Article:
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Allahabad High Court
Queen-Empress vs Sheodin And Anr. on 25 November, 1887
Equivalent citations: (1888) ILR 10 All 115
Author: Mahmood
Bench: Mahmood


Mahmood, J.

1. This case has come up before me at the instance of the petitioners for interference in revision under Section 439 of the Code of Criminal Procedure. The facts out of which the dispute has arisen may briefly be stated to be the following.

2. In the town of Etah the Hindu population seems to be divided into two sections holding religious views antagonistic to each other. One of these sections, and probably, as I am informed, forming the majority of the population, are Vaishnavites, that is, the worshippers of Vishnu, who is one of the gods of the Hindu Trinity. The other sect, who are stated to be the minority of the population, are Saraogis or Jains, who repudiate entirely the sanctity of the Hindu Trinity of the Godhead and the authority of the minor gods and goddesses, and who also repudiate the sanctity of the Vedas, the Puranas, and other holy scriptures of the Hindu religion. Indeed they are a section of the Buddhists holding doctrines which also prevail in other parts of India. These conflicting doctrines have before now produced disturbances of the peace in connection with religious processions. It is stated by Mr. Simeon on behalf of the petitioners, and I myself am aware of the fact as a matter of the religious history of this part of the country (of which fact I can take judicial notice under the latter part of Section 57 of the Evidence Act (I of 1872), that the Hindus belonging to the Vaishnav creed look with horror upon the appearance of the idol of Parasnath, whom the Saraogis worship, and indeed regard it as a sin to look at the idol. It was no doubt in consequence of this circumstance that, on the 2nd September 1876, the Magistrate, acting under the authority which Section 518 of the Criminal Procedure Code (Act X of 1872) conferred upon him, promulgated an” order whereby it was determined that the Saraogis were to take the procession of Rath- Jatra, or Parasnath-ka-Mela, as the ritual is called there, by a particular route and at a particular time. The object of making the night as the time when the Rath, or chariot, was to proceed was to obviate as much as possible the Vaishnav section of the Hindu community from looking upon the image.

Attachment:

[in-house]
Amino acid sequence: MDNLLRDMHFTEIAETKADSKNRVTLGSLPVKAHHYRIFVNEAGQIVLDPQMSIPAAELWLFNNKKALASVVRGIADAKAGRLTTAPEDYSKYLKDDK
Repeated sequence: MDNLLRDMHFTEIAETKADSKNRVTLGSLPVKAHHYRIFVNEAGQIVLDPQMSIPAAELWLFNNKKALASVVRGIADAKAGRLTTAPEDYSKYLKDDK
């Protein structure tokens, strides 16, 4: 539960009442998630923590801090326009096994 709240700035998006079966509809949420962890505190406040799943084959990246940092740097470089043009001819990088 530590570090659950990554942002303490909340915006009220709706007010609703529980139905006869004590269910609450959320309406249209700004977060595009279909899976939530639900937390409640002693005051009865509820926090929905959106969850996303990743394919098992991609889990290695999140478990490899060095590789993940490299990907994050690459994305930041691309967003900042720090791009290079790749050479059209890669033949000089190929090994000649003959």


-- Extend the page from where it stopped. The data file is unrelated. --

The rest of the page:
3. It appears that for some years after the 2nd September 1876, the route and the time of the procession of this annual ceremony were duly observed, and that no occasion arose for any dispute between the two sections of the community, and it was not till 1886 that any quarrel arose in respect of the matter.

4. It appears that in September 1886, when the Saraogis contemplated the performance of the ‘ceremony of Rath-Jatra, or religious procession of the chariot of Parasnath, which in many respects and incidents is analogous to the procession of the chariot of Jagarnath -a Vaishnava Hindu deity–they applied to the Magistrate for certain police arrangements, no doubt expecting possible disturbances by the Vaishnav section of the community. Thereupon the Magistrate, by an order of the 13th September 1886, which may perhaps be taken to have been passed under Section 144 of the Criminal Procedure Code (Act X of 1882), issued no specific directions to the petitioners Saraogis, but directed the District Superintendent of Police to make the usual arrangements. The procession took place on the 14th September 1886, in the forenoon of the day, and it proceeded by a route and at a time not prescribed by the Magistrate’s order of the 2nd September 1876, which pointed out night to be the time when the Bath was to be paraded.